Saturday, October 16, 2010

Souls and Resurrection

A recent discussion in the comments of this Grognardia post has gotten me to think about Resurrection in my game.  I don't hate the spell, as some Old Schoolers do, and I find it a welcome alternative to a litany of similar characters.  My old group bordered on "Knuckles IV" syndrome a la Knights of the Dinner Table.

In my recent discussion of LotF-- Raggi's Game, I discussed how I preferred human characters.  I've decided one way to encourage this without "nerfing" (to use the common parlance) Demi-humans is to not allow them to be Resurrected.  For the purposes of my setting Demi-humans do not have souls which can be retrieved from the afterlife using this spell.  The Church takes is to mean they have no souls whatsoever, though this is up for debate.  It could be simply that Dwarves, Elves, Froglings (?), and Halflings (?) have their own afterlife or a litany of other possibilities.


  1. So does Raise Dead work on a human who's been reincarnated in an elf body? If the elf body now houses a human spirit, what about the offspring of a union between the souled elf and an unsouled elf?

    I enjoy it greatly when things like that come up in play. That's why I never understood Sage Advice ... why would you want someone else to tell you the answer to that?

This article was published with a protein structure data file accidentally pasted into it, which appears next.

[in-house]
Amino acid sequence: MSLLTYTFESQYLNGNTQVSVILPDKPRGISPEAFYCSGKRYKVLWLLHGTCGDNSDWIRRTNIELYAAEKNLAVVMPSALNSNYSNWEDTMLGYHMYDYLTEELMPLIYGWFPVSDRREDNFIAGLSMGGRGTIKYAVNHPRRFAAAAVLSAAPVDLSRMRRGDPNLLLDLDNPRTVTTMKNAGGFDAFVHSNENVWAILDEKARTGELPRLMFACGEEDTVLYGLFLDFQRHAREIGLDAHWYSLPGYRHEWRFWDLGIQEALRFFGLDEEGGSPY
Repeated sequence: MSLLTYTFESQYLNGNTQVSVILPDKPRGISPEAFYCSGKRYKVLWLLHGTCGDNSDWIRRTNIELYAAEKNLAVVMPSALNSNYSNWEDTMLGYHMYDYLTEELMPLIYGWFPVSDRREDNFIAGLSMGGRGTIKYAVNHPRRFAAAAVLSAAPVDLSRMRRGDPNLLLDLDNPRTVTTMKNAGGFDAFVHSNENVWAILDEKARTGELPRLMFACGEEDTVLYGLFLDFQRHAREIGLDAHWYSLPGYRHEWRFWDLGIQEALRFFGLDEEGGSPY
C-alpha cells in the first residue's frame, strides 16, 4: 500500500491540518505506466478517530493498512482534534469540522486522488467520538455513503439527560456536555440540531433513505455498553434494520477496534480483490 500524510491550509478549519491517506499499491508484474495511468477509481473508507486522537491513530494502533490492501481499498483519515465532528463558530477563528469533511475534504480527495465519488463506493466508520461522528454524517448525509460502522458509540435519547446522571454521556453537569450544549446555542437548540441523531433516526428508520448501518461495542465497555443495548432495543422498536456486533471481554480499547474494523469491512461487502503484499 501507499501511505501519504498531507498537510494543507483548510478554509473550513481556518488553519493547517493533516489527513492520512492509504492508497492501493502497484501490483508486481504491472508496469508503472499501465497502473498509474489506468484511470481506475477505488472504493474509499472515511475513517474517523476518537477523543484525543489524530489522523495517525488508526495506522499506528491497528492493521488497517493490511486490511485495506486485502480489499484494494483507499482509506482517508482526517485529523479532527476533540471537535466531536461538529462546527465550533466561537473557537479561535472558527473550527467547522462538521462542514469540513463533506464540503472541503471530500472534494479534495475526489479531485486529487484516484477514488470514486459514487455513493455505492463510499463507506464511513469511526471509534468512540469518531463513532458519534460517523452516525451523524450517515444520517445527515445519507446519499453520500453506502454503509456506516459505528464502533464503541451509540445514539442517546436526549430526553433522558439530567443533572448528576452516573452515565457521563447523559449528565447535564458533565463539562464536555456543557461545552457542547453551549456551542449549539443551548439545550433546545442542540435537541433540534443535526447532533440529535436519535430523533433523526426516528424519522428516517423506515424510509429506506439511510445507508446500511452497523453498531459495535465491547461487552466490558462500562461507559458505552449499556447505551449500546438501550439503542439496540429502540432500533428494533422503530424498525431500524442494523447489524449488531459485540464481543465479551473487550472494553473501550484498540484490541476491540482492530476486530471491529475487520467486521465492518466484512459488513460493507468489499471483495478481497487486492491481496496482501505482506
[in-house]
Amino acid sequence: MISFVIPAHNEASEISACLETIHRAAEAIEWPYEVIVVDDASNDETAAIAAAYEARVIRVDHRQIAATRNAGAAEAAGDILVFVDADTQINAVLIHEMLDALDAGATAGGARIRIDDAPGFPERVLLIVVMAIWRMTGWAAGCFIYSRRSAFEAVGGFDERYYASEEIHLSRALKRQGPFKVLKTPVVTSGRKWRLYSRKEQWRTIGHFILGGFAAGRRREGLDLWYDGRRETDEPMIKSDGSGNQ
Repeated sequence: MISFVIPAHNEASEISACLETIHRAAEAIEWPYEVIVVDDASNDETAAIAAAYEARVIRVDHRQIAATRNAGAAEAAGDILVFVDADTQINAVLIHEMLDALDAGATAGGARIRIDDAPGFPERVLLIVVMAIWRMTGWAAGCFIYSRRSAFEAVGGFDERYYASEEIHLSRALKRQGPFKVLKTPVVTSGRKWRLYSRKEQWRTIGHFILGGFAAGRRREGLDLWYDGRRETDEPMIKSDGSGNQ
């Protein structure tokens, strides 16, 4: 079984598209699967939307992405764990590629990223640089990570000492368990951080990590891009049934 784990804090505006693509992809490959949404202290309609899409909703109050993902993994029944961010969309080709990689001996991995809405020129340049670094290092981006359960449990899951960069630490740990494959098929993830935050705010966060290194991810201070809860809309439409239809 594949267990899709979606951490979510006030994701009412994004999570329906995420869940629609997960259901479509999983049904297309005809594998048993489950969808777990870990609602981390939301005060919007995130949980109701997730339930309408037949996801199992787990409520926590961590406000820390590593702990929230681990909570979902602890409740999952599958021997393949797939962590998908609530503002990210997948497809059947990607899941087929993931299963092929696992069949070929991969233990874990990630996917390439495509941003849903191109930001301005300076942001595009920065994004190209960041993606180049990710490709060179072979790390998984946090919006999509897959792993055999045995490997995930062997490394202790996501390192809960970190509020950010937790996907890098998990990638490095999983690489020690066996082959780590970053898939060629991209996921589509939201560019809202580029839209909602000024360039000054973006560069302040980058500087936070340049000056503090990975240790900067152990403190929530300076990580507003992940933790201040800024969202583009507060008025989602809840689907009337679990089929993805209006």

2. Agreed completely, and you will forgive me if I don't answer your questions :D

  3. The old reasoning went that only Dwarf Clerics could raise Dwarves from the dead and only Elf clerics could raise eElves from the dead.

    The poor Halflings were SOL.

  4. I think resurrection is fine as long as it has a place in the setting. If resurrection is possible in a game I'm running, it's invariably going to be monopolized by a priesthood (like in Zelazny's Lord of Light). Whether it's resurrection or reincarnation is up to the religious traditions of the priesthood.

    These (human) priests are unwilling--and most likely incapable--to adapt their resurrection-methods to inhuman beings. But it's also possible there are yet living gods of these other species that are willing to resurrect their chosen people.

    The deceased that are so far gone that they cannot be resurrected are then said to have died the true death (with corresponding myths of a true resurrection). What the consequences are of not being resurrected or being truly dead is up for debate in such settings.